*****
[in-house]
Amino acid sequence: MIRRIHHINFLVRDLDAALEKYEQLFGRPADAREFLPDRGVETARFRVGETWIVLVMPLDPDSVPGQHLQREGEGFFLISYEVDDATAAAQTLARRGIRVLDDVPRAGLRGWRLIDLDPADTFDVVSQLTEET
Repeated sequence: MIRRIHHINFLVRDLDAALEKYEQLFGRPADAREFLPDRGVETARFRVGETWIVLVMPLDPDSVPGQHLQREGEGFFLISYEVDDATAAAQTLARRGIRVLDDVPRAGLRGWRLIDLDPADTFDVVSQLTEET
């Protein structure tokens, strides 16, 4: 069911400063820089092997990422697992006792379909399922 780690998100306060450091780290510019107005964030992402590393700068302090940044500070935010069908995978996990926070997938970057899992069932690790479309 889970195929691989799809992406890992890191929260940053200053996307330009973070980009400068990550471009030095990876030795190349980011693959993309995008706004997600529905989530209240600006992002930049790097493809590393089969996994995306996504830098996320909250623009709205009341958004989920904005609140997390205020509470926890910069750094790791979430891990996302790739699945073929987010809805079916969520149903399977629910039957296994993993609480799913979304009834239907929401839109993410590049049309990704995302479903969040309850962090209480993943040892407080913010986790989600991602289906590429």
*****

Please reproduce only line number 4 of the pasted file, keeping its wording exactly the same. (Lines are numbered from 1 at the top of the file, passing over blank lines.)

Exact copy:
């Protein structure tokens, strides 16, 4: 069911400063820089092997990422697992006792379909399922 780690998100306060450091780290510019107005964030992402590393700068302090940044500070935010069908995978996990926070997938970057899992069932690790479309 889970195929691989799809992406890992890191929260940053200053996307330009973070980009400068990550471009030095990876030795190349980011693959993309995008706004997600529905989530209240600006992002930049790097493809590393089969996994995306996504830098996320909250623009709205009341958004989920904005609140997390205020509470926890910069750094790791979430891990996302790739699945073929987010809805079916969520149903399977629910039957296994993993609480799913979304009834239907929401839109993410590049049309990704995302479903969040309850962090209480993943040892407080913010986790989600991602289906590429």